Housing 12, connector 50 and lever means 24 are molded of dielectric material, such as plastic or the like, and each arm 26 of each lever means 24 includes a molded recess 32 as shown in the left-hand lever means in FIG. 1. Each lever means 24 includes side wall portions 34 which extend from and are integrally formed with eject portions 28 so that side wall portions 34 form continuations of side walls 22 of housing 12 to protect the end-most pin terminals 16. By integrally forming the eject portion 28 with its adjacent side wall 34, additional strength and rigidity is provided which permits the eject portions 28 of the lever means to be of substantial length. By increasing the length of the eject portions 28, connector 50 can be ejected with less rotation of arms 26. Thus, the headers 10 can be mounted closer together on a circuit board than a header having a conventional latch mechanism.
FIG. 2 shows the opposed pair of lever means 24 in greater detail and illustrate that a pair of eject portions 28 are formed inside each side wall 34 of each lever means 24. The eject portions of each lever means are transversely spaced in order to accommodate the ends of housing 12 and the end-most terminal pins therebetween. FIGS. 2 and 3 also shows that eject portions 28 are of considerable length in comparison to the prior art enumerated hereinbefore.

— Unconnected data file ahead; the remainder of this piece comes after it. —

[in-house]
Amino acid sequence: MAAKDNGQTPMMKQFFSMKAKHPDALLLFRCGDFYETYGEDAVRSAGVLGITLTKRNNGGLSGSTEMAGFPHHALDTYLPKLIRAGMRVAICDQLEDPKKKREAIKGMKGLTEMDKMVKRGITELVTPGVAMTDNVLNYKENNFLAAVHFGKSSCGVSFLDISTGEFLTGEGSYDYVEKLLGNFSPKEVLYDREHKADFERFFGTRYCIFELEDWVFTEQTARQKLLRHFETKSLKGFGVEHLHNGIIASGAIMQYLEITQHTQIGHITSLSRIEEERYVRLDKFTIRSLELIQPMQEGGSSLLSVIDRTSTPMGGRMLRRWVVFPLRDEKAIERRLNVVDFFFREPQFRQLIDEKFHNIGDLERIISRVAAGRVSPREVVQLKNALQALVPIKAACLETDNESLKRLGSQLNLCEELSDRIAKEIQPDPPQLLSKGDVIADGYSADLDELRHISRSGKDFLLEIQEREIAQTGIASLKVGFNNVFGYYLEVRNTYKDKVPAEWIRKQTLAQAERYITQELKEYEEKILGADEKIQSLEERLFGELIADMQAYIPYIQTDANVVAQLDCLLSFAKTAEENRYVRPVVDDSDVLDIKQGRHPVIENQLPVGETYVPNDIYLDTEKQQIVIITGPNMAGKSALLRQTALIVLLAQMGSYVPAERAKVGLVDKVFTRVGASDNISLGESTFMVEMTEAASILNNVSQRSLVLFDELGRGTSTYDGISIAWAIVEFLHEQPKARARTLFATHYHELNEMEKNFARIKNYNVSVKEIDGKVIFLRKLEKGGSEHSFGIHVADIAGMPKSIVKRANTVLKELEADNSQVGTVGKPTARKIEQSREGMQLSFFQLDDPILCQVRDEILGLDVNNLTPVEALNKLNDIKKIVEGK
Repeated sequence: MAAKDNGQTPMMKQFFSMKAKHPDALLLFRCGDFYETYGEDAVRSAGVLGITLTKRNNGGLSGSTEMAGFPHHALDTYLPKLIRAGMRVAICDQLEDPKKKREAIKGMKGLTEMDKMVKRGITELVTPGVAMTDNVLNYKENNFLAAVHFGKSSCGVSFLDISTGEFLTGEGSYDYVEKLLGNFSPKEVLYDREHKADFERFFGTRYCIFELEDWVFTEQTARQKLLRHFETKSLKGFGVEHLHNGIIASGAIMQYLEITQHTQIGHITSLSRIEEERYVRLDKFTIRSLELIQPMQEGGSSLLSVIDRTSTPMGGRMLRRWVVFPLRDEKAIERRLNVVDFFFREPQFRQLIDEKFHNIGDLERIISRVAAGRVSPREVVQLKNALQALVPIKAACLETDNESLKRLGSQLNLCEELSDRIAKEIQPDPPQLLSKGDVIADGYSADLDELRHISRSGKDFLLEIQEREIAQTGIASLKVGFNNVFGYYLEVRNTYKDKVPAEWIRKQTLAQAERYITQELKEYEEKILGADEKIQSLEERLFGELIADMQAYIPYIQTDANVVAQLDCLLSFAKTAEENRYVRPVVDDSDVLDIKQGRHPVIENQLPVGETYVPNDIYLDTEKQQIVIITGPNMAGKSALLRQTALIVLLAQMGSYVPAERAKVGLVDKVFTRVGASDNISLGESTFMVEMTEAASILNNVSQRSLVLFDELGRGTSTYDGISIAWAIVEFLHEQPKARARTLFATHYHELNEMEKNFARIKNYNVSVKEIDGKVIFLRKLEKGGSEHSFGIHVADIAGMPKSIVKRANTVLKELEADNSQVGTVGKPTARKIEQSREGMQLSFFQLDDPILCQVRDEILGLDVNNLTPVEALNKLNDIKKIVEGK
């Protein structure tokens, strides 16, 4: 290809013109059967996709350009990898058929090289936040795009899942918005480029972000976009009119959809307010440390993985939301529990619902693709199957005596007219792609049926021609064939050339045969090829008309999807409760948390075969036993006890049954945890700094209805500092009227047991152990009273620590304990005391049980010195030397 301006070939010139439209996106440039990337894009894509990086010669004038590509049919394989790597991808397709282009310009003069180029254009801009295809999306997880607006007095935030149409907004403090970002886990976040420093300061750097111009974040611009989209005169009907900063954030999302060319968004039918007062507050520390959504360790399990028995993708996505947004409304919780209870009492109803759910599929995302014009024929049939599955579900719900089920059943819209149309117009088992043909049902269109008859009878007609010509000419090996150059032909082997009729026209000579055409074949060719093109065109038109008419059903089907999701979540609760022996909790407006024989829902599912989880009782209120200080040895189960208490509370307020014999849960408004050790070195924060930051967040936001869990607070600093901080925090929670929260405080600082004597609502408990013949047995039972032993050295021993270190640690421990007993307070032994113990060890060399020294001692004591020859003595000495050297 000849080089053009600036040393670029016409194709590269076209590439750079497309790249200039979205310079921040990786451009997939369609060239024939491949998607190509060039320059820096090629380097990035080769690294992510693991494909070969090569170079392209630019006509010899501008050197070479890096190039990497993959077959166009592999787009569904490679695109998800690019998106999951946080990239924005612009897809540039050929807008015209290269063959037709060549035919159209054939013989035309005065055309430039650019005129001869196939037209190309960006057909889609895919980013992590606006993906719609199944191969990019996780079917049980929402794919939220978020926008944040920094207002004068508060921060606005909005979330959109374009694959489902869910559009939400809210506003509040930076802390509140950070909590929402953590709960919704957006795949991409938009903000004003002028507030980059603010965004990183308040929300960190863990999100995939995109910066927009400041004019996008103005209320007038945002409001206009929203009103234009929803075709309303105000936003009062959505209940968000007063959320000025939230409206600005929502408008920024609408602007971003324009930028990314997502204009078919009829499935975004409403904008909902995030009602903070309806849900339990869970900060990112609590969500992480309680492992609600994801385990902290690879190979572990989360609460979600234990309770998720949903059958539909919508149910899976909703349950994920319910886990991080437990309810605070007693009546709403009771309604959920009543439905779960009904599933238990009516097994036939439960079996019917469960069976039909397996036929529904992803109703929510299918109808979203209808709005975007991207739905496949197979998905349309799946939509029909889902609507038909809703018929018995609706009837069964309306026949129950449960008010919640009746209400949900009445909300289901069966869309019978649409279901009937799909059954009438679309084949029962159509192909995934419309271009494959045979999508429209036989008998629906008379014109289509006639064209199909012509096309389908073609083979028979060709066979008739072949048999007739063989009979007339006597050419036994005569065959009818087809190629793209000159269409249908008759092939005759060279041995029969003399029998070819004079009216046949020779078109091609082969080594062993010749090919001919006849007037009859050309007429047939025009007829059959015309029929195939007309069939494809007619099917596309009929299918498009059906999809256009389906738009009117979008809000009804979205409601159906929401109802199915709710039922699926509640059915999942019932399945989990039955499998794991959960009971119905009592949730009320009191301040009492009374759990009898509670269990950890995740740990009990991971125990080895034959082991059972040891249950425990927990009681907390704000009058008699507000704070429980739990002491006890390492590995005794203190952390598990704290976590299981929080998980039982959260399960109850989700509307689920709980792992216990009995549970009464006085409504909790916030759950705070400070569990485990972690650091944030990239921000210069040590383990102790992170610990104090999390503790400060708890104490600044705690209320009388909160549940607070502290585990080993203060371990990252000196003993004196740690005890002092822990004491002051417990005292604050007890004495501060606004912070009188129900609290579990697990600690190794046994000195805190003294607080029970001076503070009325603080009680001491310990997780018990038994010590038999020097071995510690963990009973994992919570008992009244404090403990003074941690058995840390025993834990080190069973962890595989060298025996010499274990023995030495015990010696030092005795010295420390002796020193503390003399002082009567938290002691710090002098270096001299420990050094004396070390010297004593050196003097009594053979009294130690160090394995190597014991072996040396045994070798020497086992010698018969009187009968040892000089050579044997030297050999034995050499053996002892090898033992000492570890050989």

The invention contemplates that elongated eject portions 28 be tapered away from the underside of the mating connector in a direction away from a pivot point 42 (FIGS. 3 and 4) of lever means 24. This provides a greater moment arm upon initial engagement of the eject portions with the underside of the mating connector, and the moment arm decreases as the lever means pivot toward the fully ejected position. Even though eject portions 28 get thinner radially away from pivot point 42, eject portions 28 do not bend due to the rigidity provided by side walls 34.
More particularly, referring to FIG. 3 in conjunction with FIGS. 1 and 2, each eject portion 28 is tapered by means of a convex upper surface 40 which is on an arc facing the underside of the mating connector. Each lever means 24 is pivoted to housing 12 about a pivot point 42 (FIG. 3) afforded by an enlarged circular pivot boss 44 molded integrally with lever means 24 and snap-fit into circular sockets 46 (FIG. 4) molded integrally with housing 12. Therefore, each lever means pivots in an eject direction as indicated by arrow "B" in FIG. 3.